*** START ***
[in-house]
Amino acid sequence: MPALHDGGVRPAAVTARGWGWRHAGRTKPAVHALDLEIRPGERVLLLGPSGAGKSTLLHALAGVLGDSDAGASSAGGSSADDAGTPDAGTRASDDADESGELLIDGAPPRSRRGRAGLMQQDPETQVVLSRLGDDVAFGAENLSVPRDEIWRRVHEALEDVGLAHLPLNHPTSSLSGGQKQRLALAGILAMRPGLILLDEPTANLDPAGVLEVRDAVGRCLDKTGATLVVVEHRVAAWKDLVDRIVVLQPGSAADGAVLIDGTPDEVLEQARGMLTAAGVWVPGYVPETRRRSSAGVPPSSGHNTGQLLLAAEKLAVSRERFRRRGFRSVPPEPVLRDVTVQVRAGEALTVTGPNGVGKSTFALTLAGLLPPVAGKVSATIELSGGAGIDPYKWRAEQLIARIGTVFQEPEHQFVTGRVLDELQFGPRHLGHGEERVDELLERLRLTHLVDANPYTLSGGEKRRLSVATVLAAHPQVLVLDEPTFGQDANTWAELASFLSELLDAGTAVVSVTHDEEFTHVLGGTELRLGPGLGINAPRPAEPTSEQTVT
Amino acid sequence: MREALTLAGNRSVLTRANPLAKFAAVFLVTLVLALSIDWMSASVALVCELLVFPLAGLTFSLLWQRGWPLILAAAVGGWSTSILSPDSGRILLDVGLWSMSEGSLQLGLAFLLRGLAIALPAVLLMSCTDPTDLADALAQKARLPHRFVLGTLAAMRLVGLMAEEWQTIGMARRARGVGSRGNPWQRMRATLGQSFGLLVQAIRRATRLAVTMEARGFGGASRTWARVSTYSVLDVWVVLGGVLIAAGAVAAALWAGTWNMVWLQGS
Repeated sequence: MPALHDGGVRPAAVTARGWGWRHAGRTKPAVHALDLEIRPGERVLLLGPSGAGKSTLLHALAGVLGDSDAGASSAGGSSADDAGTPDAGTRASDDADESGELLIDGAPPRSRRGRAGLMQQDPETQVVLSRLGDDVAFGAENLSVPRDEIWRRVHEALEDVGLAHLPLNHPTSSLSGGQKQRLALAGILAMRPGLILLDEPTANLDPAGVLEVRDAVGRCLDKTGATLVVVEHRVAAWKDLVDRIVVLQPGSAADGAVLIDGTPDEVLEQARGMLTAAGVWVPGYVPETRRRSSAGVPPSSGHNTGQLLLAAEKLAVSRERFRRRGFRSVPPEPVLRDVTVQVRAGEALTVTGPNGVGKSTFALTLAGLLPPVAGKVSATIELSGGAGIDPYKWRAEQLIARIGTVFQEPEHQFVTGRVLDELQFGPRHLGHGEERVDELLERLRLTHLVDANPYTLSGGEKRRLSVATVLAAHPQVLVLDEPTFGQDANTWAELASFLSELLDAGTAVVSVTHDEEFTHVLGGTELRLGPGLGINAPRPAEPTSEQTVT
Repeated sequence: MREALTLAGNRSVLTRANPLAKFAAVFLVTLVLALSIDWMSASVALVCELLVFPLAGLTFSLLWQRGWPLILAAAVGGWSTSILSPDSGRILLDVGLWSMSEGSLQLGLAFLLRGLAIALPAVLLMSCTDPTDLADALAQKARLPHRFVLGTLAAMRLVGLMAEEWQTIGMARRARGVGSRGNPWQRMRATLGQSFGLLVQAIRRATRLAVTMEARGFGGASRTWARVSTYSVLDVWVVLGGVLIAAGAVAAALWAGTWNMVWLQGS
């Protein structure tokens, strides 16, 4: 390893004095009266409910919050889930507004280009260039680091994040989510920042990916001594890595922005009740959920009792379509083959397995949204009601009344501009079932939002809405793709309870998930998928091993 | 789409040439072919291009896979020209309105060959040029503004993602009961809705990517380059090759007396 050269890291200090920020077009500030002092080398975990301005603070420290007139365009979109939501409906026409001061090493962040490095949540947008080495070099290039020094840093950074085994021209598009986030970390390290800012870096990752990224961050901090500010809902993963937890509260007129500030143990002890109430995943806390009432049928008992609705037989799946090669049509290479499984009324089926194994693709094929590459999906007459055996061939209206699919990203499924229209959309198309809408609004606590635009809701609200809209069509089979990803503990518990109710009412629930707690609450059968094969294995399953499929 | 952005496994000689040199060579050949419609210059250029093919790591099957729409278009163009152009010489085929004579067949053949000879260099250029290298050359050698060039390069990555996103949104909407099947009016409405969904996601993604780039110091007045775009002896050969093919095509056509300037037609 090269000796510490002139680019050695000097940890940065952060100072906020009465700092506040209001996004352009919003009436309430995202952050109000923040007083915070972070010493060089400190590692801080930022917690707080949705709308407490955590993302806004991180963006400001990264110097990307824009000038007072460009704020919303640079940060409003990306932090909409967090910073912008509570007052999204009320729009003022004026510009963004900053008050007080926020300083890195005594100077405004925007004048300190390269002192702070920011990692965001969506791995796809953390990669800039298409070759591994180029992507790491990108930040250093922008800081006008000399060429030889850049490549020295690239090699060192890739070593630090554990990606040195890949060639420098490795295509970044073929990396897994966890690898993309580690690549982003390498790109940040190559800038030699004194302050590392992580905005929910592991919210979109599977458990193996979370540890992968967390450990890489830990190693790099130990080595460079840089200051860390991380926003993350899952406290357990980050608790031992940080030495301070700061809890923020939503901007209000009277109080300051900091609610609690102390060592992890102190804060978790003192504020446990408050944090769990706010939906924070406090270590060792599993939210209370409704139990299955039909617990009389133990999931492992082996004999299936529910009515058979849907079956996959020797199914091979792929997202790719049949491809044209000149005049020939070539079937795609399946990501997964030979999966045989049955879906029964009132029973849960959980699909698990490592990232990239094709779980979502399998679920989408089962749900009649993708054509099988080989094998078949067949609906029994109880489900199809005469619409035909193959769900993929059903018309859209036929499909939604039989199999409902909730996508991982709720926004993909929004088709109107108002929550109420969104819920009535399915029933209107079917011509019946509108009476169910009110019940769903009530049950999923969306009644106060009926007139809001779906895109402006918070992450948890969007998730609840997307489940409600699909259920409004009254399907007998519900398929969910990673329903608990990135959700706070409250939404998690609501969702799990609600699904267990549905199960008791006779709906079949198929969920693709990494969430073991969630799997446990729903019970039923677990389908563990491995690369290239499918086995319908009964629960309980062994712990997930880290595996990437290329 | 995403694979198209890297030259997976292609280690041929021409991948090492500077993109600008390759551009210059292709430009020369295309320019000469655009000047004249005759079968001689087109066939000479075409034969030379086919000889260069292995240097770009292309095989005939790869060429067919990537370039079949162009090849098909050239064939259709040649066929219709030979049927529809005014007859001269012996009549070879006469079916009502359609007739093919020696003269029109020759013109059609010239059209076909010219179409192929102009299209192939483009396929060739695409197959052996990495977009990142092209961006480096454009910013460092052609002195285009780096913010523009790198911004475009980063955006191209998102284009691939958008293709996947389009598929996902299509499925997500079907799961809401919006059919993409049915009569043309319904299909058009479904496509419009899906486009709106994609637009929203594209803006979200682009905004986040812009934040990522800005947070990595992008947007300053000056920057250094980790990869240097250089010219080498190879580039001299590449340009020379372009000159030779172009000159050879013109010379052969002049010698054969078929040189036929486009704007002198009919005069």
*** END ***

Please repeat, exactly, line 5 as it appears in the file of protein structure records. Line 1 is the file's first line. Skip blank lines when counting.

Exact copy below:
Repeated sequence: MREALTLAGNRSVLTRANPLAKFAAVFLVTLVLALSIDWMSASVALVCELLVFPLAGLTFSLLWQRGWPLILAAAVGGWSTSILSPDSGRILLDVGLWSMSEGSLQLGLAFLLRGLAIALPAVLLMSCTDPTDLADALAQKARLPHRFVLGTLAAMRLVGLMAEEWQTIGMARRARGVGSRGNPWQRMRATLGQSFGLLVQAIRRATRLAVTMEARGFGGASRTWARVSTYSVLDVWVVLGGVLIAAGAVAAALWAGTWNMVWLQGS